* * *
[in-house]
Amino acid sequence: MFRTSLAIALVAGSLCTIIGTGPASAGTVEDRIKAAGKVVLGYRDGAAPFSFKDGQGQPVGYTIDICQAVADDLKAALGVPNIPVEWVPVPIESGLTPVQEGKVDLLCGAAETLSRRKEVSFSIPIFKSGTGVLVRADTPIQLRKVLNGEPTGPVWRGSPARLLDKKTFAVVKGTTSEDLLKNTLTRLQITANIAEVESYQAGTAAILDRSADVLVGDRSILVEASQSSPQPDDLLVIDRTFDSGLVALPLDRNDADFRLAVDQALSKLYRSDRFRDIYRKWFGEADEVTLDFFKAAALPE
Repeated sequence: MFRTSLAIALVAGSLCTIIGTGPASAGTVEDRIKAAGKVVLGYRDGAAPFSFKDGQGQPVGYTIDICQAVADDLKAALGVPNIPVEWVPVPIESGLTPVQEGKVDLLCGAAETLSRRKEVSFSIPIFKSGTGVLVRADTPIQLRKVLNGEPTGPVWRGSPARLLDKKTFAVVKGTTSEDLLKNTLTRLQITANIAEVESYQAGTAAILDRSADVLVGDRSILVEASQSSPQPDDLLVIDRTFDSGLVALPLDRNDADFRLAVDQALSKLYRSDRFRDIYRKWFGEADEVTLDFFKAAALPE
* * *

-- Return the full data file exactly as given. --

[in-house]
Amino acid sequence: MFRTSLAIALVAGSLCTIIGTGPASAGTVEDRIKAAGKVVLGYRDGAAPFSFKDGQGQPVGYTIDICQAVADDLKAALGVPNIPVEWVPVPIESGLTPVQEGKVDLLCGAAETLSRRKEVSFSIPIFKSGTGVLVRADTPIQLRKVLNGEPTGPVWRGSPARLLDKKTFAVVKGTTSEDLLKNTLTRLQITANIAEVESYQAGTAAILDRSADVLVGDRSILVEASQSSPQPDDLLVIDRTFDSGLVALPLDRNDADFRLAVDQALSKLYRSDRFRDIYRKWFGEADEVTLDFFKAAALPE
Repeated sequence: MFRTSLAIALVAGSLCTIIGTGPASAGTVEDRIKAAGKVVLGYRDGAAPFSFKDGQGQPVGYTIDICQAVADDLKAALGVPNIPVEWVPVPIESGLTPVQEGKVDLLCGAAETLSRRKEVSFSIPIFKSGTGVLVRADTPIQLRKVLNGEPTGPVWRGSPARLLDKKTFAVVKGTTSEDLLKNTLTRLQITANIAEVESYQAGTAAILDRSADVLVGDRSILVEASQSSPQPDDLLVIDRTFDSGLVALPLDRNDADFRLAVDQALSKLYRSDRFRDIYRKWFGEADEVTLDFFKAAALPE